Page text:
Problems with this model were believed to be from its “over-simplified calculations and classifications.”
But this accord was created for evolution. It was necessary, then, to adjust and move into Basel II.
Basel II: Everything You Need to Know
Basel 2 came about to help correct some over-simplification of Basel 1. Not to mention that new methods of finance were continuously growing. Basel II was all about creating more complex models for capital regulations/requirements to meet that growth.
Basel II Summary
Basel 2 did the following main things. These three points are often called the “pillars” of Basel 2.
- Pillar 1: Minimum capital requirements. More risk; more capital requirements. While the banks had to keep their 8% minimum capital requirement with Basel 2, that capital was further divided into Tier 1, Tier 2, and Tier 3 to bring up Basel capital requirements when necessary.
- Pillar 2: Supervision. Adding extra supervision over the regulations was also included in Basel 2.
- Pillar 3: Market discipline. Market discipline was introduced in Basel 2 with disclosure requirements – mandating disclosure of particular bank activities be made twice each year.
While Basel 2 started out in 2004, it was still slowly being implemented in 2008 – right at the time of financial hardship in the Group of Ten countries. The time the United States was entering their recession.
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Is There a Basel 2.5?
Before we move on to Basel 3, let’s take a quick look at the mid-way point – Basel 2.5. While Basel 1, 2, and 3 are technically the only true accords that exist, some small changes happened in between Basel 2 and Basel 3.
These changes are often referred to as Basel 2.5.
Basel 2.5 was a revision of some of the aspects of Basel 2. As Market Realist points out, they believed “the existing norms often failed to correctly address the market risks that banks took on their trading books.”
What Basel 2.5 did, then, was update Basel 2’s regulatory Basel capital requirements when it came to market trading risks.
Ultimately, however, the largest and most important changes actually came through Basel 3. Let’s look at the main difference between Basel 2 and Basel 3.
Basel III: Everything You Need to Know
What is the difference between Basel 2 and Basel 3?
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Let’s take a look at Basel III. This accord came right after the financial crisis around 2008. In response, the BCBS created new Basel regulations to help manage the financial stress at the individual bank level.
Basel III Summary
Here is a Basel III summary of the changes and Basel III capital requirements bringing a closer look at the difference between Basel 2 and Basel 3 – namely, higher standards overall for commercial banks.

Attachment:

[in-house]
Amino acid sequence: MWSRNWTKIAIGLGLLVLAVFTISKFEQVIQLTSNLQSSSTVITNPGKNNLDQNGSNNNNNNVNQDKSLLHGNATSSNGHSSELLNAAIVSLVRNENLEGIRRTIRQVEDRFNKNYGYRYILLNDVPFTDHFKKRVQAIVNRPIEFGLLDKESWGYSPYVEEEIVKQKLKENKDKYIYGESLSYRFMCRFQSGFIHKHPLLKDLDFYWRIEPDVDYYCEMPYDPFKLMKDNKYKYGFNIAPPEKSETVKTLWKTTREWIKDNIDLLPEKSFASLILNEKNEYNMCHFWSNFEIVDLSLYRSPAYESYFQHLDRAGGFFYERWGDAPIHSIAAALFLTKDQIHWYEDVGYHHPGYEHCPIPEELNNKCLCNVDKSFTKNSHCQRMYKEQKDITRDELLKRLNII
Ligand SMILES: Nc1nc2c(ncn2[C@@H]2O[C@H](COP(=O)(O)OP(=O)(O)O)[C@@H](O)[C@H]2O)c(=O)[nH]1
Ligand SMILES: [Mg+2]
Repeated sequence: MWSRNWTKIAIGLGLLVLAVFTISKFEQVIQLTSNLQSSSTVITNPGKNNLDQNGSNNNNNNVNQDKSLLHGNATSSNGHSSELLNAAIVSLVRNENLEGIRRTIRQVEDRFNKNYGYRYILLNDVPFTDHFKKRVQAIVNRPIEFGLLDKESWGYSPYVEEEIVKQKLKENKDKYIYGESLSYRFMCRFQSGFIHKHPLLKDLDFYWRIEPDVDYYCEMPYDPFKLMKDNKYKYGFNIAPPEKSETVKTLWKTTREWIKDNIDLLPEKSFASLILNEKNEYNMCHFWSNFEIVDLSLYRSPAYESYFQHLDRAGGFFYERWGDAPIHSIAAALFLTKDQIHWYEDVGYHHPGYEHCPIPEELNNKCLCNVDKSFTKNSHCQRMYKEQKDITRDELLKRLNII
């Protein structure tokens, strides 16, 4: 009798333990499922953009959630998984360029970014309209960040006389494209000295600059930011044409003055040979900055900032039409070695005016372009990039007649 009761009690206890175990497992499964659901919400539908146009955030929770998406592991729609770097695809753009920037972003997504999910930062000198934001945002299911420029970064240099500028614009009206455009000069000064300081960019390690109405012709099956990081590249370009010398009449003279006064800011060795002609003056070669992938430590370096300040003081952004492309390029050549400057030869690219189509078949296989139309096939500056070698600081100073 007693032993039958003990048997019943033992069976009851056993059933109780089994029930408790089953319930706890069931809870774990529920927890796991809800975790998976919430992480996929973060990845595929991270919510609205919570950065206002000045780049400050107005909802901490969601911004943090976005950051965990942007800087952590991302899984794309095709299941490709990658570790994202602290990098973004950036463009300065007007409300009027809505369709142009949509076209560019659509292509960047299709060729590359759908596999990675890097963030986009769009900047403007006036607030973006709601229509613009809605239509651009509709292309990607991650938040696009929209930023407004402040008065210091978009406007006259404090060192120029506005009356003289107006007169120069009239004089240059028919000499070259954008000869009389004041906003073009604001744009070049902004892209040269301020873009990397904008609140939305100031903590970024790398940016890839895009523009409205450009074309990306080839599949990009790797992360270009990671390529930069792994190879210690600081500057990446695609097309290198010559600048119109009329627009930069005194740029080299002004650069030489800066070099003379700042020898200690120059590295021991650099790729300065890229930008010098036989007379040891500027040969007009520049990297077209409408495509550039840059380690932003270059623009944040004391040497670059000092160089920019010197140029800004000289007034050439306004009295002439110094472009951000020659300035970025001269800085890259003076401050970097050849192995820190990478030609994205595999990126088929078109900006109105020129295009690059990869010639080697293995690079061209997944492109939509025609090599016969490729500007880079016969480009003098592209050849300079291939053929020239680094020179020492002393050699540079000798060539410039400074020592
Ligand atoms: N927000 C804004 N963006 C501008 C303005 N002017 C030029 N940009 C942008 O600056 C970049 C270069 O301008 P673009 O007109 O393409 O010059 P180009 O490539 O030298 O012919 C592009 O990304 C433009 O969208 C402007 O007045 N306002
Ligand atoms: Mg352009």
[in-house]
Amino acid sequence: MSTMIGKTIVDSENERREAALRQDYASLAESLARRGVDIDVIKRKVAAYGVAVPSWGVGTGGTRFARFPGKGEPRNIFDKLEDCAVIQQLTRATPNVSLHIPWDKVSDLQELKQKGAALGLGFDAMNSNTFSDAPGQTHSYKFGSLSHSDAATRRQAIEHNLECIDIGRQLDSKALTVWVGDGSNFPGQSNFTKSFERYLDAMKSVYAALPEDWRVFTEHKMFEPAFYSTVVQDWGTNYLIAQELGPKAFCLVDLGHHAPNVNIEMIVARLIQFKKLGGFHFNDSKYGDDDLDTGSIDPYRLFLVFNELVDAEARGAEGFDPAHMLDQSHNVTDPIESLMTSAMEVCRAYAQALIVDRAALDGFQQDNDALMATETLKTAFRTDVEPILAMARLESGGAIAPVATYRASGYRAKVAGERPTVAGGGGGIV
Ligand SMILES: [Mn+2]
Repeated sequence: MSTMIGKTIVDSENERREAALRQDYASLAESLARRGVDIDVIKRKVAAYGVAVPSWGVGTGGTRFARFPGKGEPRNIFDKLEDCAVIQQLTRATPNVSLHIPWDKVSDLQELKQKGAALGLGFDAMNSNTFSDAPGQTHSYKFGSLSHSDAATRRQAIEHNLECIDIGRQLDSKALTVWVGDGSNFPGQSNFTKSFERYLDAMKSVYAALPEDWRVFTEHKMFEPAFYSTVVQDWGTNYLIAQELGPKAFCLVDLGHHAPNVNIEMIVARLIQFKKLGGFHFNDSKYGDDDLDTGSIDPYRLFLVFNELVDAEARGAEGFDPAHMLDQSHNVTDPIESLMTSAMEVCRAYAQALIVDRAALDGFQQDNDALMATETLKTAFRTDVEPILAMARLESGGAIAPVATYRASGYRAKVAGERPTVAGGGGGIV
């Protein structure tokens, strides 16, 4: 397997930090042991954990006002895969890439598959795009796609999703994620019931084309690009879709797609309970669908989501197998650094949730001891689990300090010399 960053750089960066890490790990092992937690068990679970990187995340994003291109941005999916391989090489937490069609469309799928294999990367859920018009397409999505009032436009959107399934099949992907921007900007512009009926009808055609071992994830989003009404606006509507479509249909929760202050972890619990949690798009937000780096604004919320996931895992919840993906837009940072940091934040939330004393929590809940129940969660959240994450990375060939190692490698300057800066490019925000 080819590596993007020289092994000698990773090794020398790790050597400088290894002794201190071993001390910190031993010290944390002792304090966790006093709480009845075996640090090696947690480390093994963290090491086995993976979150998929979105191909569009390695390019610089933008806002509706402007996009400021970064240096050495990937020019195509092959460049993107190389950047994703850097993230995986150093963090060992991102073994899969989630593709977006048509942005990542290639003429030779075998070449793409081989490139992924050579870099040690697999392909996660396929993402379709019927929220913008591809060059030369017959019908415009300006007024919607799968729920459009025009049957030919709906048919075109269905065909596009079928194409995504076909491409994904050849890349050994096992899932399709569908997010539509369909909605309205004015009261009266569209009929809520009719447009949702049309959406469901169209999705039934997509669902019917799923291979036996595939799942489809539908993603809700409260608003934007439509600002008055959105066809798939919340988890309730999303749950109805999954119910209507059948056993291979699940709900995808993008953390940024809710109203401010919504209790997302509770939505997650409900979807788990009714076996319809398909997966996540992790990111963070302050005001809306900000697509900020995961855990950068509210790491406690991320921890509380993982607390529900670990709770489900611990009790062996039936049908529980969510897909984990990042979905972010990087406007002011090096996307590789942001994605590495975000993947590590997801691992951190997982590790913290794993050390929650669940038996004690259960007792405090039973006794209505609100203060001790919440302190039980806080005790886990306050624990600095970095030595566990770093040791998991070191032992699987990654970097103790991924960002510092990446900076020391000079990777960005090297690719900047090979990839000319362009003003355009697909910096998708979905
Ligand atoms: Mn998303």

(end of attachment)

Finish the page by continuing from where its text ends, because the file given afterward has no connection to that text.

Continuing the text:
- Basel III capital requirements were stricter than Basel II.
- Basel III ratios for risk-weighted assets were strengthened.
- The Basel III Leverage Ratio was introduced. The equation is actually simple: divide capital (money) by total consolidated assets. The minimum percentage allowed to come from this calculation is the Basel III Leverage Ratio; today the ratio is at 6% or 5% depending on the type of institution.
- New ways to guard against issues that arise from the cyclical nature of banks were included in Basel III. For example, during certain cycles, banks had to have more capital set aside.
- A Liquidity ratio was also implemented. This would provide enough money in case of any 30-day time of financial stress.
Basel III is still being implemented currently. The actual start date is not until 2019.
Basel IV: The Future of Basel Regulations
Since Basel III and the Basel III capital requirements are still not even fully implemented, what is Basel 4? As the banking world grows and changes quickly, some realize that even tighter regulations than those in Basel III may be needed.
Basel 4 would be the response to those needs.
Basel 4 Summary
At this point, any ideas associated with Basel 4 are just that – ideas. That being said, some of the possible requirements in Basel 4 could be:
- A stricter leverage ratio (stricter than the Basel III leverage ratio)
- Simple models for calculations
- Even more disclosure for transparency among international banks
Basel Regulations and You
Now that you have some basic knowledge about what Basel 1, Basel 2, Basel 3, and the potential Basel 4 are, it is time to see exactly what this means for our world today.
Of course, if you are in any banking or financial line of work, or want to be in those fields, understanding these concepts is vitally important.
But for the average consumer, they play a role, too.
Your money is in these banks. Your investments are through these banks. When they make choices to help lessen risk or increase transparency through disclosure, your money becomes safer.
Many people even suggest that Basel II had a lot to do with the financial crisis that came in the late 2000s.
Conclusion: Understanding Basel 1 – Basel 4
Now we have a clearer understanding on what the Basel capital requirements are over the three variations, and what Basel 4 may add to the picture.
If you are interested in getting a more detailed look at each of these accords, you can find the documents laying out Basel II, Basel 2.5, and Basel III for each of the countries under their jurisdiction on the Bank for International Settlements website.